This can be done in several ways – the first and simplest being by cool, warm and hot. Beyond this however, you may wish to consider what products or services of yours these leads may be interested in. If you can clearly separate them into groups in this sense, then all the better. The consequent email content that you create can then hone in on the potential interests and pain points of the company in question.


Decision makers, decision makers


If you can see a clear split in those you’ve spoken to from the perspective of who’s a decision maker, and who’s not, then it’s worthwhile segmenting these into their own category. Those who are acting on behalf of their company may well need something tangible to approach their manager with – such as a product sample, brochure or product information.


Before you send out emails on-mass, send a single email to each contact you remember


Personalisation is key when it comes to email marketing – so if you remember some contacts and the things that you discussed (no matter how trivial) be sure to include this in your email. This could be anything from a discussion over a speech, moment or product demonstration during the event, to something related to their business.


Create content that addresses each prospects’ pain points


Your prospects are ultimately trying to solve a pain point – whether extending their product range, choosing products that offer more margin or attracting their own new custom with innovative merchandise. Gaining a solid understanding of each segment and their problems can help you in creating on-going content that will engage your audience for the longer term. This is also worth bearing in mind for future conversations at trade shows – informal chats can often be an invaluable source of getting to know your target market on a whole new and more detailed a level.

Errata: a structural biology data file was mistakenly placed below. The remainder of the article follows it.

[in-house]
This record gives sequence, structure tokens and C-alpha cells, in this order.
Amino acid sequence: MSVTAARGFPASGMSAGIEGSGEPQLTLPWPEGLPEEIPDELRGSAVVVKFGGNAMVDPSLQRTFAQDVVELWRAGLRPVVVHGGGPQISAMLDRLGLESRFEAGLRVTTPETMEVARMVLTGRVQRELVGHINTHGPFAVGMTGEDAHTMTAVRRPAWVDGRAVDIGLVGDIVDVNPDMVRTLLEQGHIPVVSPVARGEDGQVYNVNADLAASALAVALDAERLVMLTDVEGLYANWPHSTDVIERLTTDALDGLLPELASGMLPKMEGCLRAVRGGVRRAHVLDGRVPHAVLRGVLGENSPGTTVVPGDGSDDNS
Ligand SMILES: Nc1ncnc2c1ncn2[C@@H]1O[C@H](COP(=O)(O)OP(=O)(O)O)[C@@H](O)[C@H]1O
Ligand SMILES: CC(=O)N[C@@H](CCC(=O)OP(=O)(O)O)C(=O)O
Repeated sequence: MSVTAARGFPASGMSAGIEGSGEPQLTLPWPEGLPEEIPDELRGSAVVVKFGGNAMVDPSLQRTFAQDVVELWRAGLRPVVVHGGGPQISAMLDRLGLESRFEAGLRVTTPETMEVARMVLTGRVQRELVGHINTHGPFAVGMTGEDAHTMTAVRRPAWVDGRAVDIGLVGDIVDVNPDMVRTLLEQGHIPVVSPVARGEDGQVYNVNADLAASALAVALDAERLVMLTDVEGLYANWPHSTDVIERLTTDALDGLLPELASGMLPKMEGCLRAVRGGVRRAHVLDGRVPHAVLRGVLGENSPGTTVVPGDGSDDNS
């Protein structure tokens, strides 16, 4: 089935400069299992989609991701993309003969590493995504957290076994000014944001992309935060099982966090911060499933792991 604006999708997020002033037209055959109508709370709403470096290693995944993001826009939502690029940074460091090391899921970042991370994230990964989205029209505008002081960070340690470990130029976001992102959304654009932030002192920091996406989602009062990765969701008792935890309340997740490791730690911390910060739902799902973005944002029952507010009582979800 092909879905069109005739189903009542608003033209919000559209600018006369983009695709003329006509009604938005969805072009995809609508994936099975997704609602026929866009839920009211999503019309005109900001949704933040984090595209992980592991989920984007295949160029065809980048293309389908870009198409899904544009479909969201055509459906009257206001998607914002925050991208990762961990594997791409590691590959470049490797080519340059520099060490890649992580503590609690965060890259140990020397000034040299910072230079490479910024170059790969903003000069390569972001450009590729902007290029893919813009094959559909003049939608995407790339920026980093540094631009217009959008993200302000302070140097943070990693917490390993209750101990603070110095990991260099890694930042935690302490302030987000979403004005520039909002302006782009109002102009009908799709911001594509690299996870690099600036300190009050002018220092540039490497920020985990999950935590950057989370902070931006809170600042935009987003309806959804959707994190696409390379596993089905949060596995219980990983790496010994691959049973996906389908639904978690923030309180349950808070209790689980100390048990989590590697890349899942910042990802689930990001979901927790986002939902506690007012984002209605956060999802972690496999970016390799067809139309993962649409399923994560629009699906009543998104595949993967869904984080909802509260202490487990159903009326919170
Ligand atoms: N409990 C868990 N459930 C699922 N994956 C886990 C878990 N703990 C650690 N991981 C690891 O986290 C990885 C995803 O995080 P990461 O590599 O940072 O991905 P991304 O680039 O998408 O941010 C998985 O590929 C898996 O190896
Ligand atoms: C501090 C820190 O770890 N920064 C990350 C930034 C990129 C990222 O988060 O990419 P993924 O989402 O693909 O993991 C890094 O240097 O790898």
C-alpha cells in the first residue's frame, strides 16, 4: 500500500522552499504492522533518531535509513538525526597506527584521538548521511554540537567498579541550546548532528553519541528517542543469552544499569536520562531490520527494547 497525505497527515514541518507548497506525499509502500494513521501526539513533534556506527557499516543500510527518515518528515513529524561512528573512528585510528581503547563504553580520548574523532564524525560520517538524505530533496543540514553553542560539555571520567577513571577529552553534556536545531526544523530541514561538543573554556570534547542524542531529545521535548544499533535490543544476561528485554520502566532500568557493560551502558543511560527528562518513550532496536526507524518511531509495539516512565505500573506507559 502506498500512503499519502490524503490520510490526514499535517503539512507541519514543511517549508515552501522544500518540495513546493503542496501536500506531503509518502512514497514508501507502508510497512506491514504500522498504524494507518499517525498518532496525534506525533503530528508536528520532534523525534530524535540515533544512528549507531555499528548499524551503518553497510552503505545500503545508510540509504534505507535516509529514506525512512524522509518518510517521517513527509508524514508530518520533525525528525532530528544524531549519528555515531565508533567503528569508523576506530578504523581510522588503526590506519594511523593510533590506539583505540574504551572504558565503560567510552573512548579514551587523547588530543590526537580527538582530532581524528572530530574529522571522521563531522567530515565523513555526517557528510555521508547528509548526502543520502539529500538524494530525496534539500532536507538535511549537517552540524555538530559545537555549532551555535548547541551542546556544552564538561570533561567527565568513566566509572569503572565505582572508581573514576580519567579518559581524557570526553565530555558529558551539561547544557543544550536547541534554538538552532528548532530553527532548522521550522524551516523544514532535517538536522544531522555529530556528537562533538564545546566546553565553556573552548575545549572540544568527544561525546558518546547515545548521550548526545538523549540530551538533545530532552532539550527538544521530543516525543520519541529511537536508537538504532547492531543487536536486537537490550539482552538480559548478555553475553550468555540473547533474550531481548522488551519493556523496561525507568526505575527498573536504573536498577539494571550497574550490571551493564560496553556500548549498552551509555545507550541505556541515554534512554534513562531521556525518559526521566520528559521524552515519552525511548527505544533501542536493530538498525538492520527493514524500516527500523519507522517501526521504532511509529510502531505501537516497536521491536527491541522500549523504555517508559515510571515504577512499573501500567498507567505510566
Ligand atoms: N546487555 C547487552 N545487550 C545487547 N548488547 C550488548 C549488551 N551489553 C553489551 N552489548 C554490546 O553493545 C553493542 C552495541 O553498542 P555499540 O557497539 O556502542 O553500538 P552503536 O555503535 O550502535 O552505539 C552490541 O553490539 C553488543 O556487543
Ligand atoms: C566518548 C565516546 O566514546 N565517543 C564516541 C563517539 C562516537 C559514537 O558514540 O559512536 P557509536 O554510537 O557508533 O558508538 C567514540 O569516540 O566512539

Remind fellow businesses of how successful the event was


Like you, fellow attendees and exhibitors can soon forget about an event once the buzz has worn away – so remind them of how successful it was (and how well your stall was received) by writing a post-event wrap-up. This should include an event overview, details as to when and where the event took place, an approximate number of attendees and exhibitors; key interviews, product demonstrations or moments during the event. It should also feature a thank you to the event organisers.


Including videos, images and further reading sources can also help enrich your content, whilst gaining a quote from the organisers or someone influential at the event can provide for plenty of authority which looks great for your business.


You should complete this piece within 48 hours following the event – post it to your blog and link to it from your social pages. You could also visit the social page of the event itself or tag in any relevant accounts (this can be an effective way to get a few shares, re-tweets or plus ones that boost your following or fan count!).


Didn’t get around to visiting all the other exhibitors? Send a friendly email or letter